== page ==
1) Prove that if the real and imaginary part of a holomorphic function are of class $C^2$, then they are harmonic.

2)Deduce from 1) that if $u(x,y) \in C^2$ is a function that admits a harmonic conjugate, then $u$ is harmonic.

My attempt

I could prove part 1) using the Cauchy-Riemann equations. I am having problems with 2): I am not suppose to use that holomorphic functions are analytic (which also means $u,v \in C^{\infty}$).

I want to show that $u_{xx}+u_{yy}=0.$

By hypothesis, $u$ is the real part of a holomorphic function $f(x+iy)=u(x,y)+iv(x,y).$

Using the Cauchy-Riemann equations, I have $$u_{xx}=v_{xy} \space;\space u_{yy}=-v_{yx}$$

I don't know how one can deduce from here that $\Delta u=0$. I would appreciate some help.

  • 2
    $\begingroup$ Just add the two equations you obtained and use Schwarz Theorem $v_{xy}=v_{yx}$. $\endgroup$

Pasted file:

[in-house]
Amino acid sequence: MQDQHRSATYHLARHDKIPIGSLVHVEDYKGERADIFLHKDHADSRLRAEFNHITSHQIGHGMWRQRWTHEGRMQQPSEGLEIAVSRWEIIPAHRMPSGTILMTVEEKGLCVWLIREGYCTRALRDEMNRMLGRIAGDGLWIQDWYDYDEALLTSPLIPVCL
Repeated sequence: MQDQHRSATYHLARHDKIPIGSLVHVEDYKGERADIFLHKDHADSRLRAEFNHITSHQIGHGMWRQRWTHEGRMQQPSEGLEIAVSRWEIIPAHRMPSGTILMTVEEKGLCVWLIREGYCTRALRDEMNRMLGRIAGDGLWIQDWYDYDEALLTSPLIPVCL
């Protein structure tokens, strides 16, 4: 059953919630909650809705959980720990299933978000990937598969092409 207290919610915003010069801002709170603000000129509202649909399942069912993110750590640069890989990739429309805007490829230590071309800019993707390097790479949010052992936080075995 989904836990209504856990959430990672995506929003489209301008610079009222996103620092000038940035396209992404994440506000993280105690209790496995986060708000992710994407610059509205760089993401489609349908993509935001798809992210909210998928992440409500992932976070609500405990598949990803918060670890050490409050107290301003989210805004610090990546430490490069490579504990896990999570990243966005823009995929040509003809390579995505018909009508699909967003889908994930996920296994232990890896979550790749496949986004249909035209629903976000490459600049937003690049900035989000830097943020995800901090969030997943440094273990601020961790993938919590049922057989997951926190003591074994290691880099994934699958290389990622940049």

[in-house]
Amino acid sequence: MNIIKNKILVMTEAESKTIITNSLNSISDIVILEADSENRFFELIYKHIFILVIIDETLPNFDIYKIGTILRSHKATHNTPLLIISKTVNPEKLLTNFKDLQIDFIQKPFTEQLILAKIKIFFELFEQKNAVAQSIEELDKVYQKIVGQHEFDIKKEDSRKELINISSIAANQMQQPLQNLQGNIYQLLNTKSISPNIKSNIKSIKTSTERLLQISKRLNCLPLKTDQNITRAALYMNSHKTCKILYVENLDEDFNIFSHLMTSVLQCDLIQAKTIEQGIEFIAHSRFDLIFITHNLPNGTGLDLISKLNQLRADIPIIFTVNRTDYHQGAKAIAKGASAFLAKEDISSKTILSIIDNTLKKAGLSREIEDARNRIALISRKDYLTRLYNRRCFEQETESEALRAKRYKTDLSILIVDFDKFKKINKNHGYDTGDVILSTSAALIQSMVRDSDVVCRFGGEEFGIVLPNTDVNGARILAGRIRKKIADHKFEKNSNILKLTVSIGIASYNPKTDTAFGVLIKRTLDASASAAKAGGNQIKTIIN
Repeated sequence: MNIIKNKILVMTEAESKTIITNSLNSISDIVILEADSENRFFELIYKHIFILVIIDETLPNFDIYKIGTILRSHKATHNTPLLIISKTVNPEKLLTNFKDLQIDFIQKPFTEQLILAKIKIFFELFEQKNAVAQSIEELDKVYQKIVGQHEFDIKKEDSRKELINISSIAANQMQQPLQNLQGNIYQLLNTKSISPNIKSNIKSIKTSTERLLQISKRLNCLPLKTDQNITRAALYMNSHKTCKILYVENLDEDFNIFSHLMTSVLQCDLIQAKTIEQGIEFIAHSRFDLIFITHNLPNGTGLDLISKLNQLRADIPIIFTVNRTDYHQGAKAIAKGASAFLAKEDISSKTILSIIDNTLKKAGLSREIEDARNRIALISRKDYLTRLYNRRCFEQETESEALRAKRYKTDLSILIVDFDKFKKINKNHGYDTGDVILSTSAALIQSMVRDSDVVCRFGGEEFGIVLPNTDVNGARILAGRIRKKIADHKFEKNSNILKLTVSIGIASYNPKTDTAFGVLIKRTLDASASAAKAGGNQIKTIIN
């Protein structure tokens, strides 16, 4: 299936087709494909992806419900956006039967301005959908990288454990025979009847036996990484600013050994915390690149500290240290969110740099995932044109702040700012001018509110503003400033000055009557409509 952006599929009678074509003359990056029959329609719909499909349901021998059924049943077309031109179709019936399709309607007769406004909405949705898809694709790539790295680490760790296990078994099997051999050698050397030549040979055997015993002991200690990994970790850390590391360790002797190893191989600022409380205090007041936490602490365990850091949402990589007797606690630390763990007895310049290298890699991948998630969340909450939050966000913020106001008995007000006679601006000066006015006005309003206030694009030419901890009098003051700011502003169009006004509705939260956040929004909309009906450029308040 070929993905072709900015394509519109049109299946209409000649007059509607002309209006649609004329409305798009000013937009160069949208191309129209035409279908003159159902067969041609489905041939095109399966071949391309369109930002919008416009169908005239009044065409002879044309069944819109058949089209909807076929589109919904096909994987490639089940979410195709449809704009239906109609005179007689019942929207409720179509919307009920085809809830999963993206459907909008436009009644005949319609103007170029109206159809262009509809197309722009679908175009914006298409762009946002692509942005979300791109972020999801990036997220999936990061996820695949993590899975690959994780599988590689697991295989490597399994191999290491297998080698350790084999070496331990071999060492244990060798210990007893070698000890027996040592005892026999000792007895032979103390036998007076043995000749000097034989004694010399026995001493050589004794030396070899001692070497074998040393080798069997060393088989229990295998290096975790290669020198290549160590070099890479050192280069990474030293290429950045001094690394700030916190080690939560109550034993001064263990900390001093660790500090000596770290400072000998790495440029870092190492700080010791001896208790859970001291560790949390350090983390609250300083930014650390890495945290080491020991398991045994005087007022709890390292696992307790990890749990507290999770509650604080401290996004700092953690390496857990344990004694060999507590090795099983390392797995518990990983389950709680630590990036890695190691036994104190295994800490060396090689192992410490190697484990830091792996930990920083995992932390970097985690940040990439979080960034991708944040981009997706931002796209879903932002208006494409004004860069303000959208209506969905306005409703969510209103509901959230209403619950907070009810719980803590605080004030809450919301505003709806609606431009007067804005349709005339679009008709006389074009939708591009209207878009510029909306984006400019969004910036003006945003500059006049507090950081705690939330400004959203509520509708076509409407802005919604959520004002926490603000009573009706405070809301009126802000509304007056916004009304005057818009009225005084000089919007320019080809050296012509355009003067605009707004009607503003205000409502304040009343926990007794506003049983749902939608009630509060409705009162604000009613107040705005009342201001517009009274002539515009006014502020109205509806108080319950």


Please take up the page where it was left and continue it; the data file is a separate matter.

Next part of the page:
– Dario
    Commented Jun 26, 2014 at 15:48

1 Answer 1


The Laplace operator $\nabla^2$ or $\Delta$ is simply $$ \nabla^2 = \Delta = \frac{\partial^2}{\partial x^2} + \frac{\partial^2}{\partial y^2} $$ so we want to show that $\Delta u = u_{xx} + u_{yy} = 0$. From your identities shown, $u_{xx} = v_{xy}$ and $u_{yy} = -v_{yx}$, we have $$ \Delta u = u_{xx} + u_{yy} = v_{xy} - v_{yx}. $$ Since $u\in C^2$, $v_{xy}$ and $-v_{yx}$ exist and are continuous. Schwarz's Theorem states that

If $f:\mathbb{R}^n\to\mathbb{R}$ has continuous second partial derivatives at any point in $\mathbb{R}^n$, then $$ \frac{\partial^2 f}{\partial x \, \partial y} = \frac{\partial^2 f}{\partial y \, \partial x}. $$

Now the complex plane can be viewed as the two-dimensional Euclidean space $\mathbb{R}^2$. Therefore, $$ \Delta u = u_{xx} + u_{yy} = v_{xy} - v_{yx} = v_{xy} - v_{xy} = 0. $$


You must log in to answer this question.

Not the answer you're looking for? Browse other questions tagged .